Please, let's stop victim-blaming (for the umpteenth time)

Sunday, 13 February 2011

Last Thursday saw Glasgow's fourth city centre sex attack since Christmas. Local police, who have mounted extra patrols in an attempt to solve the cases, have said that they believe 'different gangs' are responsible for the attacks, which have included serious sexual assault and two rapes. It must be a really difficult and worrying time for city residents. What sort of statement about it all would you make, if you were a Member of the Scottish Parliament? Choices are as follows:

a) "Somebody should be asking her what she was doing in Renfrew Lane."
b) "The police say there’s a lot of drunken carry-ons that result in rape allegations which are subsequently dropped, put it that way."
c) "It’s an area where a lot of the hookers take their clients. Now that may not have happened in this case. But you know ... what was happening? There’s always a lot more to these city-centre rapes than meets the eye."

Well, it appears that Conservative MSP Bill Aitken plumped for d) All of the above. When challenged about these comments he denied even making them - until he realised a transcript of the conversation existed. And as if he hadn't already taken issue with the victim being in a certain area of the city, accused her of making everything up and insinuated that she was a prostitute, he went on to claim that there is a difference between the rape of a woman who works as a prostitute and the rape of a woman who doesn't.

According to the Herald, Aitken is "convenor of the Scottish Parliament’s justice committee – which helps formulates rape law". These remarks, coming from a person in his position, are beyond ignorant, insensitive and truly horrible.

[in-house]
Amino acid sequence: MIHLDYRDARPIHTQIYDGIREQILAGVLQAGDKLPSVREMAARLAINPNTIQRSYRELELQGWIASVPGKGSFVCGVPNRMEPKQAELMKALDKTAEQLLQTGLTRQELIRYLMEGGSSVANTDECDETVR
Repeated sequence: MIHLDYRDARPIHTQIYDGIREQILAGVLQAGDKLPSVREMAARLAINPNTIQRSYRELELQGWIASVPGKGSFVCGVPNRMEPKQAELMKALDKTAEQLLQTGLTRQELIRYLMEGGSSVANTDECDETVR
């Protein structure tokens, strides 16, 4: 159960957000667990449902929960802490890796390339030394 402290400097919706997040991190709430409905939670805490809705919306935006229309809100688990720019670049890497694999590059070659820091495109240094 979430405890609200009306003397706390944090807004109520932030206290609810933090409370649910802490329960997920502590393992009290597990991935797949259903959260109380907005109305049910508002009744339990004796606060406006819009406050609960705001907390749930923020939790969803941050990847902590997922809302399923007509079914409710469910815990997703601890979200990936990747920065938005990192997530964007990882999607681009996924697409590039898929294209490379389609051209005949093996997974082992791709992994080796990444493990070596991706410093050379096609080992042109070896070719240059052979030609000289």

Sandra Brindley of Rape Crisis Scotland said:

"His attitude is completely out of step with what the law says and what we should be thinking as a society. For far too long there’s been the attitude if you are involved in prostitution you cannot be a victim of rape. Women who are raped need support, not a climate that’s asking blaming questions about what they were doing."

And people wonder why women are hesitant to report sex attacks. Part of the answer is probably in the fact that even the people who have a say over rape laws spout this sort of unpleasantness as standard reaction to an attack. Aitken has since apologised to the victim and her family, stressing that "Rape, in every case, is an abhorrent violation and must always be prosecuted with the full vigour of the law".

Except he didn't say that to start with, did he? And it's really shameful that those in positions of such power are endorsing views which will do nothing to help current public perception of women who report rape and sexual assault. As long as this continues, women will be scared to speak out and people will carry on believing that a prostitute cannot be raped or assaulted.


sianandcrookedrib said...

well said hannah.
i've commented about this on the f word but suffice to say, i agree with every word you say!

Lily and the valley said...

I agree with everything you've said. I live in Glasgow and you're right-it is scary sometimes. What's even more terrifying is the thought that if I were to be raped complete strangers would speculate on possible reasons that I was to blame.

Wise mommy said...

well said hannah.
I strongly agree with what you have said.


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